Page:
TENET commissions an official IRC server

Announcement by Andrew Alston and Duncan Martin
[ TENET Home Page ]

Wednesday, 18 May 2005

Tenet has commissioned an official IRC server, to provide a platform for improved communication between higher education and research institutions in South Africa and abroad.  The server can be accessed at irc.ac.za on ports 6665 6669.  It is currently hosted at a temporary location and is fully accessible via the Internet, but will be moved into the envisaged TENET beachhead facility once that Facility has been established..

IRC is an acronym for Internet Relay Chat, a real-time chat service that allows for communication between individuals and groups of people. The server in question is linked to the EFNET IRC network, which is utilized by approximately 100,000 concurrent users at any one time.

How IRC works

Users connect to IRC via a client, the client being dependant on their operating system. The most common clients currently in use are MIRC (Windows based), ScrollZ/IrcII/IRSSI (Linux/BSD/etc based console clients) and X-CHAT (Linux/BSD/etc X-Windows based client).

Once connected to the service using one of these clients, users have the option of joining various "channels". These are essentially chat-rooms, where groups of users communicate. Anything said in the particular channel will go to all users currently joined to that specific channel. Certain educational channels on the server for the use by the students have been created, though students will also have full access to the other channels on the network for support resources/general communication/social interaction etc.

Users also have the option of communicating directly with one another via means of private messages.

The benefits of IRC

IRC is a communications tool. The benefits include the sharing of information resources, location of support resources for troubleshooting, and, of course, social interaction between students at different institutions. The hope is that further enabling students and staff to communicate with one another at low cost, will develop the information sharing capacity of the various institutions.

Facilities available on the server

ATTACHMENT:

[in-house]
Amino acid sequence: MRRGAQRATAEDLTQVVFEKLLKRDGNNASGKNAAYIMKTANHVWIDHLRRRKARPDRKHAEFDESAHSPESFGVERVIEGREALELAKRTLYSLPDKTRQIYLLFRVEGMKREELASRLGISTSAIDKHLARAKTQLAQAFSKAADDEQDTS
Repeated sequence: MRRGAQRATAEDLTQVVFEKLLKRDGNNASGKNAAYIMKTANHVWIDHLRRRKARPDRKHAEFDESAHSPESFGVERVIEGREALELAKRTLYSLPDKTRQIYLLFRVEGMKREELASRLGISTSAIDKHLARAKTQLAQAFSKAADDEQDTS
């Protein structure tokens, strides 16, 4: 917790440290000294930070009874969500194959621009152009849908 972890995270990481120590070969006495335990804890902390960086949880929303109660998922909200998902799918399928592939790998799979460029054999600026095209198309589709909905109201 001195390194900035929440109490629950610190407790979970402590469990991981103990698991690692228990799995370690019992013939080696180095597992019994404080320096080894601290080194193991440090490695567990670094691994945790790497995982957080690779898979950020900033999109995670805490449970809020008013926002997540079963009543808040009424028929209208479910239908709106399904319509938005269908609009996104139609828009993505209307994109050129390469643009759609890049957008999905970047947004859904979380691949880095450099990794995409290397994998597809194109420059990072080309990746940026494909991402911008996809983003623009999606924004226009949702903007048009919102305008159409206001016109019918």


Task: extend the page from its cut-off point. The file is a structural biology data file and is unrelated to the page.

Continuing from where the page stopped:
The following channels have been provided on the server:

#irc.za - The home of irc.ac.za server administrators and a general meeting point for discussion of IRC within South Africa etc.
#students - A channel designed for students to meet and talk to each other, exchange information, socialize etc.
#zachat - A general South African chat channel for South Africans to communicate irrespective of their location within South Africa

The following support channels are highly recommended:

#novell - A channel dedicated to Novell and the support thereof
#Freebsdhelp - A channel dedicated to the FreeBSD operating system and the support thereof
#Linuxhelp - A channel dedicated to the Linux operating system and the support thereof
#WindowsNT - A windows support channel

Obviously many more channels exist on EFNET, covering almost every topic imaginable.  As users spend time on the server they will begin to locate and find channels that suit their particular requirements.

A few other notes

The server is an official Tenet service Maintenance. Andrew Alston, who works at the University of Cape Town, maintains and supports the server in his private capacity. It should be noted that IRC channels are open fora, and the content is not generally controlled. A channel operator controls each channel on the server. Channel operators can, at their discretion, set the rules and limits on the channels they control, and remove troublesome users should this be necessary. Users also have the ability to ignore other users if they wish.

IRC is incredibly light on bandwidth as messages consist of just plain text. While file transfers over IRC are possible, the actual transfers of the files do not flow via the IRC server; they flow directly from client to client. This means that should an institution have fire walling in place and permit only the 6667 TCP port through their firewall, their users will be able to connect to IRC but not be able to do file transfers, removing security concerns and bandwidth concerns.

While utilizing an IRC client to access the server is recommended, there is also a web interface to the server hosted at http://www.ircd.co.za , this is a CGI interface kindly sponsored by Nexus ISP. Obviously utilization of this interface does require slightly more bandwidth, and we recommend the use of a client, however the use of this interface is especially useful where there are security concerns about opening up the required TCP ports to allow for IRC to work.

Institutions have the option of setting up their own CGI::IRC interfaces on their web servers, which allows the institution to open only a single machine to IRC for additional security. Should assistance with this be required, email can be sent to aalston@its.uct.ac.za, Such requests will be dealt with only outside of normal business hours.

Should an institution be using a NAT interface, as a result of which the IRC clients appear to be coming from a single IP address, the institution should contact the above email address. The server by default will allow only a maximum of 3 clients per connecting IP address at any one time, and so special allowances may have to be made for these institutions. (e).

Any further queries can also be emailed to Andrew and will be responded to after hours.

TENET hopes that the institutions find this service useable and a great benefit to their students and staff alike.

Acknowledgement by TENET

TENET congratulates and thanks Andrew Alston for the initiative he has taken to establish this new IRC server and for his willingness to administer and support it.

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